Oklahoma, Florida share women’s gymnastics title
BIRMINGHAM, Ala. (AP) — Oklahoma and Florida waited uncertainly before both could begin celebrating.
The defending champion Gators and first-time winner Oklahoma became the first co-champions in NCAA women’s gymnastics, with scores of 198.175 in the Super Six on Saturday night.
They shared the win and the podium after a few minutes of wondering if there was some method for breaking a tie.
"We just sat in limbo for quite some time until someone with really good authority came and told us there was no tiebreaker," Oklahoma coach K.J. Kindler said.
Florida finished with a pair of 9.95s on the floor exercise and Oklahoma also had two on the vault to overtake Alabama. Neither team seemed to mind sharing.
"Personally, I think a tie is one of the best ways to do it," said Florida star Bridget Sloan, a 2008 Olympian. "Not only did we get this incredible score, but there’s no reason to break a tie when both teams did phenomenal.
"A tiebreaker kind of ruins that feeling of being accomplished. Not only are we repeating, but we’re making history."
LSU finished third at 197.60 followed by Alabama, which held a slight lead before having to count a fall on the balance beam on the final rotation.
The Gators captured their first title last season. Oklahoma had finished in the top three in three of the past four years, including a pair of runner-up finishes.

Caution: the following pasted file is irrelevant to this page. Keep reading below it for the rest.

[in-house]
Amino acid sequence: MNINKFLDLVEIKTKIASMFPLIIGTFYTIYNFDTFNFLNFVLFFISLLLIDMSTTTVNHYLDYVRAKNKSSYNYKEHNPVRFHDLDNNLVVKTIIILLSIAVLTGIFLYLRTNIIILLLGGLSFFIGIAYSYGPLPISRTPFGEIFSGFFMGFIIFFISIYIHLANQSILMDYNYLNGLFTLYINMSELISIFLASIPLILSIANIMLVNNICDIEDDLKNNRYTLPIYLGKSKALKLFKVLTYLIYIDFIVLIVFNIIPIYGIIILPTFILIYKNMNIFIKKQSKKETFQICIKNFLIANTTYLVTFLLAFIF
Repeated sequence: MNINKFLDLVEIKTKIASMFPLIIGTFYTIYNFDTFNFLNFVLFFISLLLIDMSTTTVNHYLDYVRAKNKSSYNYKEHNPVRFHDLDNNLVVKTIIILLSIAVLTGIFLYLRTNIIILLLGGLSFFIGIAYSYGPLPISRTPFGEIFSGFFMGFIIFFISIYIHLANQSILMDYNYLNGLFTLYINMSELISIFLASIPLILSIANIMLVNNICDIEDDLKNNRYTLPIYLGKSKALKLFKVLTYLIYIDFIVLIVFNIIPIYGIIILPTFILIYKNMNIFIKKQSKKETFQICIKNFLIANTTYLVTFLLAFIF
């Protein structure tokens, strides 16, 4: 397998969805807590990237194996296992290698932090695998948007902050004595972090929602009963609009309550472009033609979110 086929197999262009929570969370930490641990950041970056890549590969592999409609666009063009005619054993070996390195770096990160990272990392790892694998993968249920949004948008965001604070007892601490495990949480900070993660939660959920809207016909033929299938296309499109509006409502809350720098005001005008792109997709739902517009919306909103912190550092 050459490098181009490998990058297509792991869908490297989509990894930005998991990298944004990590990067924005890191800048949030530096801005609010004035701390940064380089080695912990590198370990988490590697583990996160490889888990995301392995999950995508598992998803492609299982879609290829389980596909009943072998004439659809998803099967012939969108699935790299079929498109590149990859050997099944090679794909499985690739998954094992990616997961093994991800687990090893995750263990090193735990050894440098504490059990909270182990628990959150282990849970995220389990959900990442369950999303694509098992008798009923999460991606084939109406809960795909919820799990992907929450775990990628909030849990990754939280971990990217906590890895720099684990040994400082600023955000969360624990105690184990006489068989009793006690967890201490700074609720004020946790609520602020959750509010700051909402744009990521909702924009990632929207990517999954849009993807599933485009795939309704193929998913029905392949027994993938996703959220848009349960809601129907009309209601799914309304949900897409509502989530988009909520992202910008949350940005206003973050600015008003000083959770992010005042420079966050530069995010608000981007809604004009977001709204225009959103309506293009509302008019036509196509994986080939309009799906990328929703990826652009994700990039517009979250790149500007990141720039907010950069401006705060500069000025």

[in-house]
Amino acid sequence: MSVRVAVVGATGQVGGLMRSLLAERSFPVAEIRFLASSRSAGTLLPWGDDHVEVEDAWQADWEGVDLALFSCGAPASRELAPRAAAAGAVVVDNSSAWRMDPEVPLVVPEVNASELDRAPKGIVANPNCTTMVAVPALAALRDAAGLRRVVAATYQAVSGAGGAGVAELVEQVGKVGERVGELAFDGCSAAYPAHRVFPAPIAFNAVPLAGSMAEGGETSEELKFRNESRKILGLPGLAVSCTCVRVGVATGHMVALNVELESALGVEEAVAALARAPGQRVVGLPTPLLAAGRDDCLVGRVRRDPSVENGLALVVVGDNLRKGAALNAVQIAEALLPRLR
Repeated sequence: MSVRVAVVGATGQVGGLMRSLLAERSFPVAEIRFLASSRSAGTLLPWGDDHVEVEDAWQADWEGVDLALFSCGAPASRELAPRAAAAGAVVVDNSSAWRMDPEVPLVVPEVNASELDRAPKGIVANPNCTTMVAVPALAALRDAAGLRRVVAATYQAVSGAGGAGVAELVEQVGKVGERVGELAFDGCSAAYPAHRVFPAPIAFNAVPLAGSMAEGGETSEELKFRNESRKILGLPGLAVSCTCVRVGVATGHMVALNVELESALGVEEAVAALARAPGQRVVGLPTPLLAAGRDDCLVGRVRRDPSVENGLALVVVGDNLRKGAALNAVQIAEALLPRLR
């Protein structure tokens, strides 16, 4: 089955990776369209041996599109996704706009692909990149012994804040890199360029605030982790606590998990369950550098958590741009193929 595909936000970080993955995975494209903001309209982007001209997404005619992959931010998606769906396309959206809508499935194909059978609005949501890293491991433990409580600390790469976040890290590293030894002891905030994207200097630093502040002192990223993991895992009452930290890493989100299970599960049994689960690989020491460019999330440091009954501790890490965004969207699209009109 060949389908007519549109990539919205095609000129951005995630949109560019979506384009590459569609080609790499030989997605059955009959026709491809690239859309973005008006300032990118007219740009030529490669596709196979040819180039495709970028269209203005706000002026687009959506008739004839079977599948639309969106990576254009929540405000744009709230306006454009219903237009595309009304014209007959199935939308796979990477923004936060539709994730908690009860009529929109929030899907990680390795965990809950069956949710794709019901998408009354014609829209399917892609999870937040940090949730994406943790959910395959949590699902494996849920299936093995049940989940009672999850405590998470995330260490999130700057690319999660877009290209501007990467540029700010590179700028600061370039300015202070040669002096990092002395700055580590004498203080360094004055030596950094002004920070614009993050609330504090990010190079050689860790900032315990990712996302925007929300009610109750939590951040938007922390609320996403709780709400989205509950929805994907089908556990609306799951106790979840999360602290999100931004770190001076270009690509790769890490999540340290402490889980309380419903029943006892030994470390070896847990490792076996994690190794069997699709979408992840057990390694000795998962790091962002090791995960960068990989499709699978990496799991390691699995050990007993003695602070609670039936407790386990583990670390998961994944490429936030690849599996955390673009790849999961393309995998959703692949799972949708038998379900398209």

"Our team was just in a magical place from the second we got here tonight," Kindler said. "We worked through (Friday’s) meet, but today we didn’t work at all. It was like gymnasts were dropping from the sky, all butterflies and wonderful things.
"There was very little error from our team. That’s the best we can do it, and obviously that’s what it took. We knew coming in that we could do it. I don’t think anybody else gave us a chance."
Florida was led by Sloan, who scored a 9.95 on the vault and balance beam, 9.925 on the floor and 9.90 on the uneven parallel bars.
The 2013 all-around and beam champion fell on that event in Friday’s semifinals, but vowed this time that "there was no way I was going off that beam."
Kytra Hunter had a 9.5 on both the vault and floor, while Bridgette Caquatto did it on bars and floor for the Gators.
"They just competed with so much passion and energy," Florida coach Rhonda Faehn said. "Just all-in for everybody on the team. That’s what we ask of them. It was an incredible experience for this team to be able to repeat the national championship. It was just so surreal last year to win and then to be able to repeat this year, I’m still kind of in a fog about it."
"I have so much respect for K.J. and what she’s done with that program and wouldn’t want to share the title with anyone else."
Bridgette Caquatto and sister Mackenzie Caquatto both had a 9.95 on the bars for an Oklahoma team that didn’t have anybody performing all four events.
Alabama, a six-time champion, had to count a fall on the balance beam on the final rotation to lose a slim lead and finish with 197.55. Diandra Milliner fell on the first routine and all-around champion Kim Jacob had another early in hers at the end.
"Diandra and Kim have been rocks for us throughout their careers," Tide coach Sarah Patterson said. "They’re both individual national champions and really they’re the reason we’ve won two national championships and finished third last year.
"That is the most uncharacteristic ending that I could have imagined."